Making The Jump To Windows 10, A Migration Guide

Getting Started And The Upgrade Process

The upgrade cycle begins, with Microsoft’s latest operating system--the highly anticipated Windows 10--rolling out over Windows Update for free, for users of Windows 7, 8 and 8.1. For those that are ready to take the plunge over the weekend, there are some things to note. While this guide is by no means exhaustive, there are some useful reminders here as well as some potential pitfalls that may rear their ugly head during the upgrade process.

So far, Microsoft has been rolling out the upgrade in waves and stages. If you are not one of the ‘lucky’ ones to be in the first wave, you can take matters into your own hands and begin the upgrade process manually. While the process is mostly simple, it won’t be for everyone.

Windows 10 In All Its Glory

Backup First

Before you even attempt the upgrade process, it goes without saying that you should backup any important files first. While it’s unlikely that something catastrophic will happen that hoses your data, there is still a chance, and you should at least prepare for the worst. Take any files that you keep in your user directory, such as My Documents, pictures, save games, etc, as well as any other important data, and copy it over to an external hard drive or upload them to one of the many cloud-based storage solutions. For the paranoid, a full disk backup might be required, using something like Acronis.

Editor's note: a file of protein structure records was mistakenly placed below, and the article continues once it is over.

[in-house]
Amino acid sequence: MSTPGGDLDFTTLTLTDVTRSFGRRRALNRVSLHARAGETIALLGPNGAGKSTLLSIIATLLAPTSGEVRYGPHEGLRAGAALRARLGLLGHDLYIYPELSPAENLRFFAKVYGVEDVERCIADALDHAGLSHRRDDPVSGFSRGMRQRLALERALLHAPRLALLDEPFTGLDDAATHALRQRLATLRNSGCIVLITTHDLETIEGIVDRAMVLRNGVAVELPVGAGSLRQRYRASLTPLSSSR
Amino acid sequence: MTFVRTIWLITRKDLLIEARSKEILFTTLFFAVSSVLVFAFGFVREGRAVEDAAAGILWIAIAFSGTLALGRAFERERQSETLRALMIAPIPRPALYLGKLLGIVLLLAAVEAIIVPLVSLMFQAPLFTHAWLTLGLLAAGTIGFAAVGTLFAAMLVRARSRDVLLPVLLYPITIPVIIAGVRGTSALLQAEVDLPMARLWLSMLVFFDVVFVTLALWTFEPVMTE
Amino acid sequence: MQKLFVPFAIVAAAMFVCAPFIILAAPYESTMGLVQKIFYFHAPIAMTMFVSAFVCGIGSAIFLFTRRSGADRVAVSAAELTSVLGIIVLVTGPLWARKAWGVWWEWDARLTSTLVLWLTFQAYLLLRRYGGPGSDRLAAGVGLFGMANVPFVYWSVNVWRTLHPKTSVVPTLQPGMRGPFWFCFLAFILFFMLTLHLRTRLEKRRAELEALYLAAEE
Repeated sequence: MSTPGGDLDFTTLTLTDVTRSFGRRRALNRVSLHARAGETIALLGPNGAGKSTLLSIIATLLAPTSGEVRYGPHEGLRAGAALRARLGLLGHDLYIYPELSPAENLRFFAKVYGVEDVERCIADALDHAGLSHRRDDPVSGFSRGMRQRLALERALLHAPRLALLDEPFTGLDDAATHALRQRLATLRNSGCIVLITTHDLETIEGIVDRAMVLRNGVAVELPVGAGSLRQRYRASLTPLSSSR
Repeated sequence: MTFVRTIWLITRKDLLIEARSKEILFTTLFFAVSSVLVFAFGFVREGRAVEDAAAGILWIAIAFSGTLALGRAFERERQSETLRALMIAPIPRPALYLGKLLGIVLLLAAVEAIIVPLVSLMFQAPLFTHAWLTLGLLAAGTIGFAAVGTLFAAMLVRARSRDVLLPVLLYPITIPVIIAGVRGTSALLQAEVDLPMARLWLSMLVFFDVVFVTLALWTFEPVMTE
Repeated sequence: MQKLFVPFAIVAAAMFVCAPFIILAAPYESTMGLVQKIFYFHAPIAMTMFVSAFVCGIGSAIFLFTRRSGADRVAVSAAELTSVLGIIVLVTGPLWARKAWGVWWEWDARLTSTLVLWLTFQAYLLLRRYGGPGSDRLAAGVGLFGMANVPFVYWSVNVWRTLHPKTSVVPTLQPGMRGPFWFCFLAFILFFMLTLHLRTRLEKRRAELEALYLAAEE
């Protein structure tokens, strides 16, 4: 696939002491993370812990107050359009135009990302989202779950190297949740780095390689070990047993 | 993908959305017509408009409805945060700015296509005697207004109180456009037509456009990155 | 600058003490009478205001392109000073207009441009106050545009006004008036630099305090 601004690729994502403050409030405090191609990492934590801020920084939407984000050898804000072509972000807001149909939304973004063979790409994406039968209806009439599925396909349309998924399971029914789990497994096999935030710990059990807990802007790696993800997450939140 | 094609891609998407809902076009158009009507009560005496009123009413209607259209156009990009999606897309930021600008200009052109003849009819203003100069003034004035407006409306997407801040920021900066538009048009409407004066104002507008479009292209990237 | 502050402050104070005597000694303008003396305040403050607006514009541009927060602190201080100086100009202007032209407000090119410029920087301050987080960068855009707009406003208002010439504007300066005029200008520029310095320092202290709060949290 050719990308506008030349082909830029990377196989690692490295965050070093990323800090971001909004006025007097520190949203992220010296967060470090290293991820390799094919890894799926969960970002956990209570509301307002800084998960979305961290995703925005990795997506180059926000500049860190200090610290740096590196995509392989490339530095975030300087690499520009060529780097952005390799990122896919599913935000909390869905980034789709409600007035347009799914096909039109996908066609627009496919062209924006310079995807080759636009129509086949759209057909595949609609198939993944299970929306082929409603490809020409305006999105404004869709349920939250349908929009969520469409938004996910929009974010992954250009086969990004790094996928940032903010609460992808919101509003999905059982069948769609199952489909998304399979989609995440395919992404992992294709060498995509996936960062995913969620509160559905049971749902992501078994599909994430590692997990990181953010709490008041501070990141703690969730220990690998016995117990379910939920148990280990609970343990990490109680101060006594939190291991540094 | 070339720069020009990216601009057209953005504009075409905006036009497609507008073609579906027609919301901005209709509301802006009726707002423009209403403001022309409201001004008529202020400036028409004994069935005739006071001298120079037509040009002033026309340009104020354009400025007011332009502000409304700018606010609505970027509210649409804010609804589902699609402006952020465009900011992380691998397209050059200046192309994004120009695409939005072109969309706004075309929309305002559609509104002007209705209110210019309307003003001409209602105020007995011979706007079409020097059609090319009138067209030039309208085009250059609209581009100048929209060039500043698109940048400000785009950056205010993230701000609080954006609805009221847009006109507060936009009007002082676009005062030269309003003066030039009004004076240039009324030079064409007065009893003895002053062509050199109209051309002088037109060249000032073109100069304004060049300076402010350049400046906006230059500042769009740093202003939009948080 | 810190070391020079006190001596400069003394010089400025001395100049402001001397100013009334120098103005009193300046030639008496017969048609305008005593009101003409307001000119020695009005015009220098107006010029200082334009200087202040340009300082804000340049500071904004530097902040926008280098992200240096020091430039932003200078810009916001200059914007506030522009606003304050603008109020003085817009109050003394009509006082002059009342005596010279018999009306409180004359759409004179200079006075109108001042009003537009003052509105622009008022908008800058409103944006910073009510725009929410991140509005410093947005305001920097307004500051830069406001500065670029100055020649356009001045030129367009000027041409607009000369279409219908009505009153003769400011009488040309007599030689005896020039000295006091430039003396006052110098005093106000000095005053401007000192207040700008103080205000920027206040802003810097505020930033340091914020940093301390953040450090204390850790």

Get Drivers Ready

Even though your system may be operational now, it may not remain so once the upgrade finishes, and drivers are likely to be one of the major issues that you’ll run into. So along with your backups, download any essential drivers for devices like your network card, wireless controller, chipset and graphics / video drivers. Windows 10 comes with USB 3.0 and common networks drivers already, but keep spares handy just in case.